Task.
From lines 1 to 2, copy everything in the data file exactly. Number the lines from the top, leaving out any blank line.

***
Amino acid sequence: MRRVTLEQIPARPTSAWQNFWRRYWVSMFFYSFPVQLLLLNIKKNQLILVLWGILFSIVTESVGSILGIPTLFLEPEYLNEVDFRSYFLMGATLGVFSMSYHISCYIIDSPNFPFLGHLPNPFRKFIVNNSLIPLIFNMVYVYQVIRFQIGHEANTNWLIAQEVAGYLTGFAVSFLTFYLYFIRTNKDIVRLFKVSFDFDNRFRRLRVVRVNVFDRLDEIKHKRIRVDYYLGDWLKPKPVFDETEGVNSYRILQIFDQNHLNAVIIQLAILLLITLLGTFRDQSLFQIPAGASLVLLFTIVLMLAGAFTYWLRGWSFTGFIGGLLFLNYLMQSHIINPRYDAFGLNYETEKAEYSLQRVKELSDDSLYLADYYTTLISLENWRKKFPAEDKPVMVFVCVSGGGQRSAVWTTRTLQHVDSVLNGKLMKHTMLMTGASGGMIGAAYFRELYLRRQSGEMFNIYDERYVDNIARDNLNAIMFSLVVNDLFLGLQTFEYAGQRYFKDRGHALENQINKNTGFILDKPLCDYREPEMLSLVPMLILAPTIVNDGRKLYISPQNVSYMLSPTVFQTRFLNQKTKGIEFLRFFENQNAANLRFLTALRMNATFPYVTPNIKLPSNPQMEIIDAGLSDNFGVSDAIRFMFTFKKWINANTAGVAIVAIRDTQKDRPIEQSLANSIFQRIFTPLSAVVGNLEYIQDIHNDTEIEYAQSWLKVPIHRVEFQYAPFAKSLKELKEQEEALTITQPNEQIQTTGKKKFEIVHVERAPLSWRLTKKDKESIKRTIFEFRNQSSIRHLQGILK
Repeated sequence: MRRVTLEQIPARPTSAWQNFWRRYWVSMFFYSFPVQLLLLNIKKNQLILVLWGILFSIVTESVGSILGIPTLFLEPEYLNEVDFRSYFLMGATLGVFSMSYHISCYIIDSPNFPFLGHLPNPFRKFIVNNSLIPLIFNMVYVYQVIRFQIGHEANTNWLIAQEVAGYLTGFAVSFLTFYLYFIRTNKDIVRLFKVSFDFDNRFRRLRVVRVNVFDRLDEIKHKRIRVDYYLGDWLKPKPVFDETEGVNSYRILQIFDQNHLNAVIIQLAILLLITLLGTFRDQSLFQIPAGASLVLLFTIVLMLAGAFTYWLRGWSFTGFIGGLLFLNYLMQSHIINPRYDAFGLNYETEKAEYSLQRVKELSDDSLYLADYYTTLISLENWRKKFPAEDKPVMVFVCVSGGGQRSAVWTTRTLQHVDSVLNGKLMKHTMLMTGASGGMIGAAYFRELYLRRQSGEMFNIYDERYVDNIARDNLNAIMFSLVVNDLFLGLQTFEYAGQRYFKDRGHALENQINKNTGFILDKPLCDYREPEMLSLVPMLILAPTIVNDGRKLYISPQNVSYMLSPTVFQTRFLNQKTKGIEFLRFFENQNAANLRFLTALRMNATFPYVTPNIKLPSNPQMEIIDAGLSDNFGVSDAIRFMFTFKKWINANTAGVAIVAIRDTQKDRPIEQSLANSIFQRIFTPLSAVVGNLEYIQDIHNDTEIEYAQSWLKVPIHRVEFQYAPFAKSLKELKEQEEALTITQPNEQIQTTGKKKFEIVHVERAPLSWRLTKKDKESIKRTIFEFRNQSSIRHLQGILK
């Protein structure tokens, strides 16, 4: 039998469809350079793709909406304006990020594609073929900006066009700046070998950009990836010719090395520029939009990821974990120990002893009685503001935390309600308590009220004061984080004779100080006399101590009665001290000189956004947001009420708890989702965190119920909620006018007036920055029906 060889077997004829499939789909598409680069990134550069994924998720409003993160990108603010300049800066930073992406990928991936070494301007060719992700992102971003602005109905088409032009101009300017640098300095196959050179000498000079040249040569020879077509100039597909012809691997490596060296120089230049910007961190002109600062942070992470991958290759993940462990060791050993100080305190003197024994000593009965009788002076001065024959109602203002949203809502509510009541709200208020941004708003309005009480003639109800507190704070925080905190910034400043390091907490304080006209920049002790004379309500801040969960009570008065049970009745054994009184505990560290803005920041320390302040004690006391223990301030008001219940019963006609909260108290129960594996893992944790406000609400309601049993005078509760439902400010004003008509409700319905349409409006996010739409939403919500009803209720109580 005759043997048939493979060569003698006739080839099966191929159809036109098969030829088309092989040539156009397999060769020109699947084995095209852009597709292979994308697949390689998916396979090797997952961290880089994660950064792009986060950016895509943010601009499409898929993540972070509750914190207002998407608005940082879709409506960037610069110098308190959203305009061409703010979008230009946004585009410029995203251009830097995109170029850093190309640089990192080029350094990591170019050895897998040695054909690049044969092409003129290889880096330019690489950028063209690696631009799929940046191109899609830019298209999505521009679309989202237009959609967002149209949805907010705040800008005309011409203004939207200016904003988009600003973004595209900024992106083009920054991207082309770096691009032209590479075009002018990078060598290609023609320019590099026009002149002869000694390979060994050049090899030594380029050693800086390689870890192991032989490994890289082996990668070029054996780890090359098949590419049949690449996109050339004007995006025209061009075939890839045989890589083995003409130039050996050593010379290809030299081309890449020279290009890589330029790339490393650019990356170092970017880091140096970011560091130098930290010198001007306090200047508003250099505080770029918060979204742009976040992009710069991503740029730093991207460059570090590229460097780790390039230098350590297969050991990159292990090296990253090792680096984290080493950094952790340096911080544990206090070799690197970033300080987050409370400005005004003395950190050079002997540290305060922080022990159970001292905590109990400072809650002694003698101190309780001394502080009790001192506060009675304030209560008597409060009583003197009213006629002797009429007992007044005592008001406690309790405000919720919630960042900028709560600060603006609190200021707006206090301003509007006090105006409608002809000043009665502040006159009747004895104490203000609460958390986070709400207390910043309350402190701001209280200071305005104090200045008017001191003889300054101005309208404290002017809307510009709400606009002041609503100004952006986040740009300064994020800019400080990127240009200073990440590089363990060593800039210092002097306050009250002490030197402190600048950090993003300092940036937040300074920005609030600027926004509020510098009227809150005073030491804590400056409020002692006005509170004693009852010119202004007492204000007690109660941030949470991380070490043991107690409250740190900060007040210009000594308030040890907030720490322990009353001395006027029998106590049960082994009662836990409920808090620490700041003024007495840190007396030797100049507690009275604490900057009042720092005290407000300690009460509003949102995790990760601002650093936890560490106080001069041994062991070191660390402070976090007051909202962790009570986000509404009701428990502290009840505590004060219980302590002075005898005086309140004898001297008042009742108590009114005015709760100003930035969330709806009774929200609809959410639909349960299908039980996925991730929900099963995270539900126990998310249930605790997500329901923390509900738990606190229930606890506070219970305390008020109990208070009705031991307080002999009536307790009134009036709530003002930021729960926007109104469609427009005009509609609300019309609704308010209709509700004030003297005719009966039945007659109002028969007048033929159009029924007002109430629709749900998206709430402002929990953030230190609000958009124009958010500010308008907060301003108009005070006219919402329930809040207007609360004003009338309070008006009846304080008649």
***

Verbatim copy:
Amino acid sequence: MRRVTLEQIPARPTSAWQNFWRRYWVSMFFYSFPVQLLLLNIKKNQLILVLWGILFSIVTESVGSILGIPTLFLEPEYLNEVDFRSYFLMGATLGVFSMSYHISCYIIDSPNFPFLGHLPNPFRKFIVNNSLIPLIFNMVYVYQVIRFQIGHEANTNWLIAQEVAGYLTGFAVSFLTFYLYFIRTNKDIVRLFKVSFDFDNRFRRLRVVRVNVFDRLDEIKHKRIRVDYYLGDWLKPKPVFDETEGVNSYRILQIFDQNHLNAVIIQLAILLLITLLGTFRDQSLFQIPAGASLVLLFTIVLMLAGAFTYWLRGWSFTGFIGGLLFLNYLMQSHIINPRYDAFGLNYETEKAEYSLQRVKELSDDSLYLADYYTTLISLENWRKKFPAEDKPVMVFVCVSGGGQRSAVWTTRTLQHVDSVLNGKLMKHTMLMTGASGGMIGAAYFRELYLRRQSGEMFNIYDERYVDNIARDNLNAIMFSLVVNDLFLGLQTFEYAGQRYFKDRGHALENQINKNTGFILDKPLCDYREPEMLSLVPMLILAPTIVNDGRKLYISPQNVSYMLSPTVFQTRFLNQKTKGIEFLRFFENQNAANLRFLTALRMNATFPYVTPNIKLPSNPQMEIIDAGLSDNFGVSDAIRFMFTFKKWINANTAGVAIVAIRDTQKDRPIEQSLANSIFQRIFTPLSAVVGNLEYIQDIHNDTEIEYAQSWLKVPIHRVEFQYAPFAKSLKELKEQEEALTITQPNEQIQTTGKKKFEIVHVERAPLSWRLTKKDKESIKRTIFEFRNQSSIRHLQGILK
Repeated sequence: MRRVTLEQIPARPTSAWQNFWRRYWVSMFFYSFPVQLLLLNIKKNQLILVLWGILFSIVTESVGSILGIPTLFLEPEYLNEVDFRSYFLMGATLGVFSMSYHISCYIIDSPNFPFLGHLPNPFRKFIVNNSLIPLIFNMVYVYQVIRFQIGHEANTNWLIAQEVAGYLTGFAVSFLTFYLYFIRTNKDIVRLFKVSFDFDNRFRRLRVVRVNVFDRLDEIKHKRIRVDYYLGDWLKPKPVFDETEGVNSYRILQIFDQNHLNAVIIQLAILLLITLLGTFRDQSLFQIPAGASLVLLFTIVLMLAGAFTYWLRGWSFTGFIGGLLFLNYLMQSHIINPRYDAFGLNYETEKAEYSLQRVKELSDDSLYLADYYTTLISLENWRKKFPAEDKPVMVFVCVSGGGQRSAVWTTRTLQHVDSVLNGKLMKHTMLMTGASGGMIGAAYFRELYLRRQSGEMFNIYDERYVDNIARDNLNAIMFSLVVNDLFLGLQTFEYAGQRYFKDRGHALENQINKNTGFILDKPLCDYREPEMLSLVPMLILAPTIVNDGRKLYISPQNVSYMLSPTVFQTRFLNQKTKGIEFLRFFENQNAANLRFLTALRMNATFPYVTPNIKLPSNPQMEIIDAGLSDNFGVSDAIRFMFTFKKWINANTAGVAIVAIRDTQKDRPIEQSLANSIFQRIFTPLSAVVGNLEYIQDIHNDTEIEYAQSWLKVPIHRVEFQYAPFAKSLKELKEQEEALTITQPNEQIQTTGKKKFEIVHVERAPLSWRLTKKDKESIKRTIFEFRNQSSIRHLQGILK